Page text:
This is considered one of the prettiest and most showy works anywhere around. Our friends are the best; our patients the most helpless and most uncomplaining--so says every one. It all means work, work incessantly; often wondering where the next dollar will come from."

With the removal their cares and labors were greatly increased. But Sister Louise's bright and buoyant spirit rose to the emergency.

"54 WEST ELEVENTH STREET, September 18th.


"Do try and learn one lesson, and that is, never look for anything, a letter or myself, until you see either one or the other. My daily life is all too [70/71] uncertain. I am on my fifth week of most active nursing. One case (of typhoid fever) must prove fatal. Now bring in all the other daily aches and pains, the preparing of medicines, etc., extra diet also now, for Mrs. Hazard is on her vacation, and then ask, where is the time to write, or even think i' I have been three days with only four hours sleep; cannot, if then, get to a resting-place until afternoon, from watching last night.

"Dear little Alice's letter came to me as a birthday gift. Tell her I almost cried. I am so weary, and yet the birthdays add year to year, and now I feel quite equal to the age of sixty or seventy, indeed am often asked by people of the above ages if I remember things that occurred fifty years ago. And only a day or two since, the priest now acting here said, 'Of course you know more about it than I can, owing to your being so much older and more experienced than I am.' I know him to be advancing with rapid strides to forty! I laughed in my sleeves; it is well they are large, for they hold many a hearty laugh. Experience I never deny; age I keep silent about, for my gray hairs make me honorable, even when covered with a cap.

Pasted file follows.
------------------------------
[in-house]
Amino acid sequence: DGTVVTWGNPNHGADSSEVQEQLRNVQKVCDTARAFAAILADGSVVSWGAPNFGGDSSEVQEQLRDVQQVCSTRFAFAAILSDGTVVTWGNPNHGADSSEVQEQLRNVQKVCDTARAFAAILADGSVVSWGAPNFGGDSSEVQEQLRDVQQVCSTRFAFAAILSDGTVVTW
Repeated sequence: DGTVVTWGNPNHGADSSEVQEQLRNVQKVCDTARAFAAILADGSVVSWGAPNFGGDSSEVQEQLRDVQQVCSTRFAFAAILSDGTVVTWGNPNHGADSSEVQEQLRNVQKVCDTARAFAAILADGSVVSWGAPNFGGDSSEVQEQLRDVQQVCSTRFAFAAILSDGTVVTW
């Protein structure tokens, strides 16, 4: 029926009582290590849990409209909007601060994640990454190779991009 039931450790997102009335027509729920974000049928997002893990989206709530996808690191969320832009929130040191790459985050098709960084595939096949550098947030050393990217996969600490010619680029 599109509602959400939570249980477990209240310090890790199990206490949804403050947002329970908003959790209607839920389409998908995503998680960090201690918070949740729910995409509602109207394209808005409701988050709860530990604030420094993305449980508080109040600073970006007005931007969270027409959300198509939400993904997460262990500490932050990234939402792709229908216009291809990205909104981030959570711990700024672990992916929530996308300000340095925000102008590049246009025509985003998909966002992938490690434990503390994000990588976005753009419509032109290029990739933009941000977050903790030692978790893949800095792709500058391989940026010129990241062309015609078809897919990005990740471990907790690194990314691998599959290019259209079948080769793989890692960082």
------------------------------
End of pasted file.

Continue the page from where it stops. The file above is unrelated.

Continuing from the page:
"Our house has now over forty souls to care for, a debt of $60o, and hundreds waiting outside to come."

[72] Their third Christmas came, and brought the wonted rejoicings:

"IN MY ROOM, 10.45 P.M.


"You see how late it is, and will say yourself that I ought not to write even a few lines; but I am more than busy these days.

"My four little ones here have been more than blessed. Full stockings and Christmas-trees, good dinners and. two parties, have well filled up their week of joy and Tillie says, 'Heaven can't be nicer than Christmas-tide with the Sisters.' Dear child! God grant her many more just such, for her life has been a sad one until now. We thought it a sweet remark for an eight-year-older.

"My Christmas was a May-day, but a quiet, peaceful, happy one, too. Each year the little Babe of Bethlehem grows dearer. My presents were all sweet tokens of affection from some of the Lord's chosen ones in suffering, whom He had allowed me to serve, . . . and the good wishes and kind greetings of one and all. And you know the far greater gifts of the early services and Holy Communion, and that greatest of all gifts, the Infant of the Manger. Oh, mamma, I was wearied in body when night came, but even the usual headache could not mar the pleasure of that day. Though I would have loved so dearly to have you [72/73] both with me, still even this desire was often forgotten in the great joy of the glad news, 'Unto us is born this day a Saviour, which is Christ the Lord.'"